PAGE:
The method of disciplined organizing within “the shop,” based on leadership identification, is still used by the best unions today. But McAlevey paints a picture of how the CIO organized, and argues for organizing strategies today that hearken back even further in the history of the Left. While she does not make this reference, there are obvious parallels here with Lenin’s description of the party’s tasks in What Is To Be Done?. The question of leadership is crucially important; the leadership can only succeed if it wins over the majority; it must deal not only with “pure and simple trade union” questions (what Lenin called “economism”), but with the big and ultimately political questions, with divisions based on religion and national oppression, etc.
The case studies in No Shortcuts include a comparison of two SEIU local unions of home care and nursing home workers: the state of Washington’s Local 775 and Connecticut’s 1199 New England. She points to Local 775 as an almost archetypal SEIU local. The ideology of the local’s leader, David Rolf, is identical to that of former SEIU president Andy Stern. Rolf’s strategy is a mobilizing model, in the Alinsky vein, which is geared to winning deals from employers, but does not build worker power through resilient organization based on organic rank-and-file leaders.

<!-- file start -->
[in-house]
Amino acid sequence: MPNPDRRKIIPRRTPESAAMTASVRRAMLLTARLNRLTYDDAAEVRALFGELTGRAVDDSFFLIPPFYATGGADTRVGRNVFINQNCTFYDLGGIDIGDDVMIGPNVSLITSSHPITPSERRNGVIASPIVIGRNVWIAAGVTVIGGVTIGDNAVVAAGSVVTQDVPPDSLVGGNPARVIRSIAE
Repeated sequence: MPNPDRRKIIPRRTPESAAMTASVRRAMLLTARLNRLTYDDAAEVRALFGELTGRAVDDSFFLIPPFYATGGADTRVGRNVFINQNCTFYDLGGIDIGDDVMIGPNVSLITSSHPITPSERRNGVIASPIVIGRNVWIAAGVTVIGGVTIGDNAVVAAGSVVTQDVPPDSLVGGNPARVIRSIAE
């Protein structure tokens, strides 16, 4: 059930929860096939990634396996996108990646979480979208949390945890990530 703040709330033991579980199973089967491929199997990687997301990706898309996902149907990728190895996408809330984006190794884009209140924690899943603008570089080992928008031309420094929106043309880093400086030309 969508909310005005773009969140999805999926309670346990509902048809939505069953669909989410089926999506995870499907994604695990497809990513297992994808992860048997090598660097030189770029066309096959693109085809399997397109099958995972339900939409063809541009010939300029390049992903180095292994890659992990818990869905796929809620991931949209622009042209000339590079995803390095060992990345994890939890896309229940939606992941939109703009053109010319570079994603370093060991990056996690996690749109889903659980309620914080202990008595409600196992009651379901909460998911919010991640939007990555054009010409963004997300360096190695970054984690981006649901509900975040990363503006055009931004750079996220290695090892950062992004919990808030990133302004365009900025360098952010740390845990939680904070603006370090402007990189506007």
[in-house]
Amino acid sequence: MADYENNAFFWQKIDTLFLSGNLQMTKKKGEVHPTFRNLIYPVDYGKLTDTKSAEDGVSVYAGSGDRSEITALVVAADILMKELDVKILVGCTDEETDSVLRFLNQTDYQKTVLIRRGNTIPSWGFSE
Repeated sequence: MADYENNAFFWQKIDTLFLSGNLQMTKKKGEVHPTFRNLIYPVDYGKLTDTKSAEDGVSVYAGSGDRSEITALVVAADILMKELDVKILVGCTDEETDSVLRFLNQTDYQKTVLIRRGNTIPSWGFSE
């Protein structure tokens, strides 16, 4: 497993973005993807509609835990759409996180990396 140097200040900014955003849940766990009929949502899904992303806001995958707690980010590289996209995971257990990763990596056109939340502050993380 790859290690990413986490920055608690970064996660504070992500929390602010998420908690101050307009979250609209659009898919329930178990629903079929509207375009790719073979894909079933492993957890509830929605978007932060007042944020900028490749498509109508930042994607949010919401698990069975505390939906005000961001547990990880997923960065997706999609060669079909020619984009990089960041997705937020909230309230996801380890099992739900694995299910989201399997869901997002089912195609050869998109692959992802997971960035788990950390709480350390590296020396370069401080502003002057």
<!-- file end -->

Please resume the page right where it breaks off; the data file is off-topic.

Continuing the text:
By contrast, 1199 New England — clearly McAlevey’s favorite local — is based on the CIO-style organizing model. Unlike 775, it relies on frequent use of the strike weapon. McAlevey provides side-by-side comparisons of the contract gains in Connecticut and Washington. The contract in Connecticut is stronger, and strikingly so.
We next read the story of the Chicago Teachers Union (CTU). This has been covered extensively elsewhere, but McAlevey goes over the deep history of how the Caucus of Rank-and-File Educators turned around a formerly moribund union and waged a strike against a powerful mayor with the participation of the overwhelming majority of teachers and solid support from the community at large.